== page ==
Now the future is today—both my early love of science fiction and of comic book heroes have been proved irresistibly popular—our TV series’s (even a whole TV channel) dwell on every aspect of science fiction imagined so far. They were led there by the blockbuster movies than began with Star Wars and 2001: A Space Odyssey, and continue up to today’s premiere of “The Rise Of Batman”. This was, by my count but don’t quote me, the eighth major motion picture featuring Batman, and still it has been mobbed with eager theater-goers, the first day of a week-end rush that was on deck to break ‘week-end gross’ records.

And now this horrible tragedy occurrs in a Colorado movie-theater leaving fifty people with large-caliber gunshot wounds, over ten of them fatally! The psychopath allegedly entered the theater normally, propped open an exit door, returned to his vehicle to don bullet-proof armor and take up three different firearms, and then walked back into the theater, tossed a tear-gas grenade into the crowd, and opened fire at the audience members.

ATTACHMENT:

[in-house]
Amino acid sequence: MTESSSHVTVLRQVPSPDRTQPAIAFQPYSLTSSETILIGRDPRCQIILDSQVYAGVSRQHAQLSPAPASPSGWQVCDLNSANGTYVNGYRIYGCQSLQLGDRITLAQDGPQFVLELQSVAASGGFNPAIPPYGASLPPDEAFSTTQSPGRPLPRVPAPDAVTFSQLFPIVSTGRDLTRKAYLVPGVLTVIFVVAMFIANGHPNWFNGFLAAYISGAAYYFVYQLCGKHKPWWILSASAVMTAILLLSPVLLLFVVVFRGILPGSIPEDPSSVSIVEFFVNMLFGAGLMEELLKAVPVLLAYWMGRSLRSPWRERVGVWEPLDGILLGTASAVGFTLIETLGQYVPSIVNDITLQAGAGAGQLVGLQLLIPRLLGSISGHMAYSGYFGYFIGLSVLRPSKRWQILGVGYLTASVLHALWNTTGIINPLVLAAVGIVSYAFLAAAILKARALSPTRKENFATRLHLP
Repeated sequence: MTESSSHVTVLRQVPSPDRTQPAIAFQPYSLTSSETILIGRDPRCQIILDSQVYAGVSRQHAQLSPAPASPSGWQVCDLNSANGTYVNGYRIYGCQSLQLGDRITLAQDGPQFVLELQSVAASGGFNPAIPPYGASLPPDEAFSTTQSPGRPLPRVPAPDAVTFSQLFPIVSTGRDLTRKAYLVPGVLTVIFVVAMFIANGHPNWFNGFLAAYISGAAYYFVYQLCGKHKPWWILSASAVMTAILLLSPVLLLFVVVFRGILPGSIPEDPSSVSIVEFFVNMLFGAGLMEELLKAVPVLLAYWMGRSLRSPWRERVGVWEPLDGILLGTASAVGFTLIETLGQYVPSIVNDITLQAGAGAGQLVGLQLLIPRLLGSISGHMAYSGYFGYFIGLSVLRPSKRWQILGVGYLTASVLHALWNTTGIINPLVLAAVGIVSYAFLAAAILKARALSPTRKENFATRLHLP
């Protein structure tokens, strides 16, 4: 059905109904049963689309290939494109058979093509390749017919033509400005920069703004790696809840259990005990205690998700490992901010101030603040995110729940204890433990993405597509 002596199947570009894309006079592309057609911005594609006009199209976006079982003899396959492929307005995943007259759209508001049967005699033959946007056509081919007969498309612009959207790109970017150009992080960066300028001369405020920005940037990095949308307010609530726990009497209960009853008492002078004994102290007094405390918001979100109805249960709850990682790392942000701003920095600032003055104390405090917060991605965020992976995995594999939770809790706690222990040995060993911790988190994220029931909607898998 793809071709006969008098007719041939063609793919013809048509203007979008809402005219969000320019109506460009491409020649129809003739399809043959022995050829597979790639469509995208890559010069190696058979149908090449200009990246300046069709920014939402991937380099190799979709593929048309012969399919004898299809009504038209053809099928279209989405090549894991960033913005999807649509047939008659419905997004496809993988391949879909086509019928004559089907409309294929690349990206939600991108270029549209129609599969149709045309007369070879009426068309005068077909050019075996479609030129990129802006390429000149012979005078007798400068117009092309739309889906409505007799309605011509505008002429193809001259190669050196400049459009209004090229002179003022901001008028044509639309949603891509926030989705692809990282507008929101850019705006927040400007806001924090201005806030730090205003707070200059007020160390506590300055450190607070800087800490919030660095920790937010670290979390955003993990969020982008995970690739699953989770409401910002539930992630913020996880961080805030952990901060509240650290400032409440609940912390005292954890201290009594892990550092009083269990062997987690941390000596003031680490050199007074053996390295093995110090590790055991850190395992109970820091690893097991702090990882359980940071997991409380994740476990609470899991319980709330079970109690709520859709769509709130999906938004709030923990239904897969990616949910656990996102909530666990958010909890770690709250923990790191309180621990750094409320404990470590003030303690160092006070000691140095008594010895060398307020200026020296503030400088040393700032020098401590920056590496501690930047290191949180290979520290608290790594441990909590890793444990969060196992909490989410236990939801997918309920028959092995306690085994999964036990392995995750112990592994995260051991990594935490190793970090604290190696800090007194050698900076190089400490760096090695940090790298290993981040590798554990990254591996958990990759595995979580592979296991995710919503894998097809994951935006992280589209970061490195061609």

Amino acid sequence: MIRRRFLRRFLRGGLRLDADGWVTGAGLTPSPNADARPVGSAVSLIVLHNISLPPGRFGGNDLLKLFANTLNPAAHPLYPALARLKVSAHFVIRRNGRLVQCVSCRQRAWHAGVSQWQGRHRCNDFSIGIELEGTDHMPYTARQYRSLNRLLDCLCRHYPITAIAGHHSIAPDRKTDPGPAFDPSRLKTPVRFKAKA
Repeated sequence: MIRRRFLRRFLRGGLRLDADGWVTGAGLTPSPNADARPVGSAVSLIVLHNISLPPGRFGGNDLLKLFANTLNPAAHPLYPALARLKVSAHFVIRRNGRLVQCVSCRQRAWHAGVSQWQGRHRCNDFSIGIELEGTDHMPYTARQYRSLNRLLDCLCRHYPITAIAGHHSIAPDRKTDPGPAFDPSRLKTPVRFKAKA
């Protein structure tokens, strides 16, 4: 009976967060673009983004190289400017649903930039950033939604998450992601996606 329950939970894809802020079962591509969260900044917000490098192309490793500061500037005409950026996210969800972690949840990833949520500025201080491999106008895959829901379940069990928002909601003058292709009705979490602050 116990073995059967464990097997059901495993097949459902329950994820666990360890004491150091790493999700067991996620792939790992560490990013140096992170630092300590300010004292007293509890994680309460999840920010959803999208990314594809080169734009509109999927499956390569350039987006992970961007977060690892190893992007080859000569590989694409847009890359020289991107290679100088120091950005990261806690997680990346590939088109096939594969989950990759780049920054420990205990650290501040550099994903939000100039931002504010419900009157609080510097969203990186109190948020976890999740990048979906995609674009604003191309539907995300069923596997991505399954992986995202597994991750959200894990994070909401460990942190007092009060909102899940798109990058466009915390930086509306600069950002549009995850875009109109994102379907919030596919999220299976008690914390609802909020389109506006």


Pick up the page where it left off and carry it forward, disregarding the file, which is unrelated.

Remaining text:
He was apparently emulating the late Heath Ledger’s “Joker” character from the last big Batman picture. His home was wired with booby-traps and the police spent a lot of time entering safely into the apartment. Aside from his bullet-proofing ‘armor’, nothing about this tragedy has any real connection to Batman, the character, other than choosing a Batman premiere as his location.

And now, being a pessimist, I fully expect an avalanche of thoughtless verbiage about the darkness of the Batman franchise—which was only a scare tactic to use against bullies and crooks in the original comics. It was Tim Burton who chose to make Gotham City a place of darkness as well. Then Heath Ledger’s director apparently wanted some realism in the Joker’s psychopathology, which made the bad guys even scarier than Batman—an almost complete reversal of the original theme.